What’s wrong with sport?

Sport is an aspect of society that is nigh-on universally celebrated in one form or another. You find it littered across the back pages of newspapers, on the most expensive television channels and flaunted on the clothing of hundreds of thousands of enthusiasts around the world. We love it and there’s something about it that holds our interest. But is it something that we should be holding in such high esteem or have we got too caught up in something that should never have held the influence in our culture that it does now?

As a British man, being asked the question, “which football team do you support?” is much like the question, “what kind of music do you like?”sports – the person asking the question expects you to have an opinion. In my experience, other men find this topic very comfortable and are happy to launch into into a well thought out discussion or argument about some team or manager or player or transfer or goal etcetera. I have seen this subject dominate the conversations of men for hours but, apart from being extraordinarily unimportant, is there actually anything wrong with their enthusiasm?

On the surface it seems ridiculous that there could be anything wrong with sitting down and enjoying a good game of football but when you look deeper it doesn’t seem as straightforward as one might expect. Firstly, it shouldn’t matter so much to the general public who wins or loses a game. I find it interesting how people can justify identifying themselves with a club without playing for them or working for them. Sure, it used to be the case that football clubs would be made up of local people and so the community spirit was understandable but these days players are often not just from different counties but from different continents. It seems silly to me to be traditional about this; there is nothing Mancunian about Manchester United F.C. any more, that’s just where they happen to play. So when I see people screaming at television screens or crying at stadiums it leaves me wondering if there mightn’t be a healthier outlet for these people’s emotions, perhaps they should give up the pretence and save their feelings for something real.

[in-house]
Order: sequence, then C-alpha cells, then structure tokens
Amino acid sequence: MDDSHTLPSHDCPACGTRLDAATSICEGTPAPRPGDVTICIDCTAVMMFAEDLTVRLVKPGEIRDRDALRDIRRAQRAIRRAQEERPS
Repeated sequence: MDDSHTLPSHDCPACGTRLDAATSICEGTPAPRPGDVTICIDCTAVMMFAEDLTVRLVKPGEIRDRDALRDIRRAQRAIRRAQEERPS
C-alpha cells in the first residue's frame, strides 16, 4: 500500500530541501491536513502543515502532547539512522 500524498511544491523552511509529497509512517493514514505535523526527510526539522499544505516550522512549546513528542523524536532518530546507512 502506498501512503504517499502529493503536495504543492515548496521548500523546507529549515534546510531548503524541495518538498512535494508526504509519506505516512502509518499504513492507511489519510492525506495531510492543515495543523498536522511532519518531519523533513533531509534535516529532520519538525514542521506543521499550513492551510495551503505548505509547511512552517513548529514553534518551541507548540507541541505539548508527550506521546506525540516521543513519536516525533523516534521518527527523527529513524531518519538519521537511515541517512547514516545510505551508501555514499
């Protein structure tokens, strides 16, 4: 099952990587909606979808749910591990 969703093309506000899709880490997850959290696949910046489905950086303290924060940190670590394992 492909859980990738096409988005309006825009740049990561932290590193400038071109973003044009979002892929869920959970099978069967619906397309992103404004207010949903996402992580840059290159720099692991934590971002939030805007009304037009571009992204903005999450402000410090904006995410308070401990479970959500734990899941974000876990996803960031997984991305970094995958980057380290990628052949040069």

I just think we have a responsibility as human beings to commit ourselves to the things that are really important in life. If you’re one of the people that finds yourself shouting at the television screen, furious with your team’s performance, then perhaps if you looked a bit deeper you’d find what you were really angry about. Life is very short and can be lived a lot better if we are honest with ourselves, look past our pride and humble ourselves. If something makes you happy or sad, let it be because it’s something that matters, something that means something.

So I think sport should be enjoyed, yes. But as an appreciation of excellence or a way to keep fit. Not as some tribal battle. As adults we should be in control of our own emotions and look up to people worth looking up to.

We can do better.

Role Models and Idols

Role models are an important part of a child’s development, there’s no doubt about it, kids are influenced by the behaviour of the people in authority over them and the people they like. Traditionally, the main role model for a child is their father, for a boy, and mother, for a girl. Parents should behave how they want their children to behave in future, as they are constantly being scrutinised by their offspring, who are desperately trying to form a view of how the land lies – of what’s acceptable and what’s not. You don’t see a father swearing in front of their four-year-old son because that father doesn’t want to endorse this sort of behaviour. Equally, you’ll find that parents try to be polite in front of their children regardless of their mood. Even in adulthood, people are highly influenced by their peers – we have a natural instinct to avoid offending the people closest to us in order to maintain relationships.

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